Firefighters continued to work on the ground at the Greenwood Fire on Monday. Crews have been on the scene in 14-day rotations since it started Aug. 15. Nearly 500 worked through the Labor Day holiday because, as Lonnie Lilly, northeast regional manager for the Minnesota Department of Natural Resources said, "Fires don't take holidays off."
"And neither do our firefighters," Lilly said. "It's been an incredibly long fire season, since it started in March. I was talking with one of our team members a few weeks ago and she said she's going to miss her husband's birthday again this year because she's away on a fire assignment. So it really means a lot for us to have these visitors today."
U.S. Sens. Amy Klobuchar, D-Minn., and Tina Smith, D-Minn., and Gov. Tim Walz visited the Forward Operating Base in Isabella on Monday to receive a briefing from officials battling the wildfires, to survey fire damage and to talk with firefighters on the ground about their work.
Planning Operations Section Chief Mike Behrens spoke with the officials on the current fire statuses.
"With some of the moisture and cool temperatures, all three of these fires are nothing more than smoldering," Behrens said. "The peat is dry and the state is still in a drought, so it's just creeping and smoldering with the peat that's down and dead under the woody canopy."
The Whelp Fire in the Boundary Waters Canoe Area Wilderness remains at 50 acres and is still in a monitoring phase.
The John Ek Fire near the Gunflint Trail has had a lot of fuel mitigation work done around residences and the fire itself to keep it under control should it flare up again. It remains at 1,300 acres.
There is no active flame on the Greenwood Fire and Behrens said they expect to see more containment through the next week if conditions remain the same.
"It'll probably be into October before it's considered 100% contained however," Behrens said.
Preventing future fires
Klobuchar asked what could be done differently to help prevent or mitigate these fires in the future. Behrens said, "getting folks ready for fire."
"It's not 'if there'll be a fire,' it's 'when there will be fire,'" Behrens said. "We need to work with folks on public and private lands to ensure they're ready for fires by having fuel breaks and fuel mitigation around their homes."
Connie Cummins, Forest Supervisor for the Superior National Forest, touted the region's FireWise program which helps slow the spread of fire by limiting its fuel. Fuels such as balsam fir and trees killed by spruce budworms act as tinder for growing fires.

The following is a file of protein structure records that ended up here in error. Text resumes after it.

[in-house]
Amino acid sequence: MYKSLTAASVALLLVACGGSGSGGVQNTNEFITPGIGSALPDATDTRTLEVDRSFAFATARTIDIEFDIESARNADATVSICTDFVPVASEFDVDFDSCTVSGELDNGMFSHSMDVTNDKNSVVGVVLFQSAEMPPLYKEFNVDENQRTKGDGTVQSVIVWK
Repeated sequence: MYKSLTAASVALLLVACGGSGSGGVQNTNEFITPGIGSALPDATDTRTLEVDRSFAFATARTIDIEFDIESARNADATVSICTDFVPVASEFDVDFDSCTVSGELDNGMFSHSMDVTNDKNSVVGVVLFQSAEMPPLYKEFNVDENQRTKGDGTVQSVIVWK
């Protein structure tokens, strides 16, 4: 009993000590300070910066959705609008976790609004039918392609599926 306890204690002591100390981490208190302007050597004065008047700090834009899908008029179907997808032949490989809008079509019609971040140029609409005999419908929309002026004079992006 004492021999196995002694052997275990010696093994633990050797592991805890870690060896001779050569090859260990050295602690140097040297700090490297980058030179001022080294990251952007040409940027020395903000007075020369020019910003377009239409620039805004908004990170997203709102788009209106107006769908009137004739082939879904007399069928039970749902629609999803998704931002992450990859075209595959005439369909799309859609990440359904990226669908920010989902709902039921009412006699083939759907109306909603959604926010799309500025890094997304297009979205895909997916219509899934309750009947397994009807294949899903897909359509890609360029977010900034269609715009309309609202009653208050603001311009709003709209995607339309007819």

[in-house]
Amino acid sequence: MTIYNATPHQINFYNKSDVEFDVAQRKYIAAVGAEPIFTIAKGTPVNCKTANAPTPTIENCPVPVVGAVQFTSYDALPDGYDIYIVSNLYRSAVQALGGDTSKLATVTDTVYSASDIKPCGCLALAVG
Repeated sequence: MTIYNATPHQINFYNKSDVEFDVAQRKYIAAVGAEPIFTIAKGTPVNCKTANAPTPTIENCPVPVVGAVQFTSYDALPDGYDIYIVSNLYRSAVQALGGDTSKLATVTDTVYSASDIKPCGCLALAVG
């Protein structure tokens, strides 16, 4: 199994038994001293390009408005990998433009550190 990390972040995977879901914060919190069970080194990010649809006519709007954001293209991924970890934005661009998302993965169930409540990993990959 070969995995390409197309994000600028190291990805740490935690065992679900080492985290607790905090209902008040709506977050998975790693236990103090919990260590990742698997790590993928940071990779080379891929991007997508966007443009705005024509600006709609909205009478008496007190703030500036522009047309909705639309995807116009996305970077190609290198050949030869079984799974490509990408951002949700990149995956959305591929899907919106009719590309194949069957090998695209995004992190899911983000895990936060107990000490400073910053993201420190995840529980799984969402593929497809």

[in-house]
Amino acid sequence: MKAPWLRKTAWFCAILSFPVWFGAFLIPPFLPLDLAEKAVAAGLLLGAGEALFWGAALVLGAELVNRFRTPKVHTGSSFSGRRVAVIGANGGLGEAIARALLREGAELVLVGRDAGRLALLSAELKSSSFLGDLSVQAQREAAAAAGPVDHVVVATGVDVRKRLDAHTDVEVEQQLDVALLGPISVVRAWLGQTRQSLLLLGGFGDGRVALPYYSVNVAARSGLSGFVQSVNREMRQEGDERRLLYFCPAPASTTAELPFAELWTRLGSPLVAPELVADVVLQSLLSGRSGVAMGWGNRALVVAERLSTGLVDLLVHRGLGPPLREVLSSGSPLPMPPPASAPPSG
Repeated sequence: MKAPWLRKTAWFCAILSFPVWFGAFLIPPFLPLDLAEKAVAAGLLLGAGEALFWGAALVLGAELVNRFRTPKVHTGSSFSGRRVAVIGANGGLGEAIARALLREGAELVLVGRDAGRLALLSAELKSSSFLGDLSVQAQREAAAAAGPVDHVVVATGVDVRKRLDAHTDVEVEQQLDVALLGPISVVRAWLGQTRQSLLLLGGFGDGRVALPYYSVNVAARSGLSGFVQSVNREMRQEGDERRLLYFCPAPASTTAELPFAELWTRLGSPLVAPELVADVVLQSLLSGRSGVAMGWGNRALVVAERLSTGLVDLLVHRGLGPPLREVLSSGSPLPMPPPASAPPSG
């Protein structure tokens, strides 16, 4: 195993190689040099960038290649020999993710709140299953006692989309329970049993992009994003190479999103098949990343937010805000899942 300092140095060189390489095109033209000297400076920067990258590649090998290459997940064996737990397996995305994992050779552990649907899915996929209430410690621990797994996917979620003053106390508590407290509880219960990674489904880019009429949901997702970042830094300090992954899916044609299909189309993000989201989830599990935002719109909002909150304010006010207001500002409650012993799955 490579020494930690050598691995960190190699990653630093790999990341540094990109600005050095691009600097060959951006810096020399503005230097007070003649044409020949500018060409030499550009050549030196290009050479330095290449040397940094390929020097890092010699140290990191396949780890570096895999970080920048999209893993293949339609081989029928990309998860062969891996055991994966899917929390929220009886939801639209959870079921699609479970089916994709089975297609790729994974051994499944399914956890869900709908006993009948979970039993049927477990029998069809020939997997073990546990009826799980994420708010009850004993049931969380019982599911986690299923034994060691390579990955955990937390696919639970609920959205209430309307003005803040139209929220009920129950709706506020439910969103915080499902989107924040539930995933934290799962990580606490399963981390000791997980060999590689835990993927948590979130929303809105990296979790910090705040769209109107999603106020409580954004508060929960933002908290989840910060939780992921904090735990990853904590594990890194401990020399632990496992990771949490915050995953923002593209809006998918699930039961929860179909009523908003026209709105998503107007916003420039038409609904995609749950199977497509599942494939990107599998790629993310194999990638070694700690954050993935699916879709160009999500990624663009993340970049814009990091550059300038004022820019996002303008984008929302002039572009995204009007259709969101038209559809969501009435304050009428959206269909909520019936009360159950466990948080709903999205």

"We'll go in and take out the balsam fir, crush it and pile it or burn it," Cummins said. "That makes a huge difference in what structures survive when we see the fire burn through an area."
Although the FireWise programs have been successful in saving some structures, Cummins said there's more work that needs to be done in the forest itself. According to Lake County Commissioner Rick Goutermont, the county has identified approximately 10,000 acres of land that are "extremely high with balsam."
"We need to be doing a lot more in the forest. We need a base of local contractors who can do that kind of fuel mitigation work," Cummins said. "It requires a lot of equipment and risk.
Klobuchar and Smith are currently working on two bills which include roughly $45 billion in funding for climate-related situations such as wildfires.
"It’s money to clear out underbrush ahead of time so that the fires aren’t as intense," Smith said. "It’s also money so that these firefighters — many of them contract workers who are making hardly any money and hardly any benefits — so that they can become full-time employees with benefits, which to me, is a right way of thanking them for the work that they’re doing."
Smith referred to the $1 trillion bipartisan infrastructure bill approved by the Senate and the budget reconciliation bill currently in progress.
"We need to put more resources into forest management and thankfully we're working on that right now," Klobuchar said. "And we're not alone in this need as we're seeing this in other areas like California and the Pacific Northwest."
Talking with firefighters at the scene
After the briefing with fire officials, the senators and Governor Walz spent time speaking with the firefighters working on the fireline. The group met in a space which just over two weeks ago was "a wall of fire" according to U.S. Forest Service incident commander Jim Grant.
"Here you can see what we have to deal with. This dead balsam tree is just one example of the fuels that make these fires burn hotter," Grant said. "They're like Roman candles. They're already dead and go up so fast."
Another issue firefighters have to deal with is the fire moving deep in the undergrowth. Anthony Flamio, Connecticut-based firefighter, said it's been an eye-opener to work on this fire because it works differently than the fires he's dealt with in the past. In this forest, fire burns deep in the moss bed.
"Getting in there and finding the hot spots is half the battle," Flamio said. "We have to use our eyes and ears and most importantly our noses. Sometimes we'll walk through the same grounds multiple times and see different smokes each time."
Flamio said that firefighters use their tools to dig into the moss and put out hotspots using gallons of water.
"We have most of the resources we need to do our jobs; it's just laborious work and it takes time," Flamio said.
Walz reflected on the work done so far to contain the fires and thanked the firefighters for their work.
“We owe our thanks to the tireless efforts of firefighters and first responders in containing the Greenwood Fire," Walz said. "But we have more difficult weeks ahead of us, and it’s important for us to continue to follow fire safety restrictions.”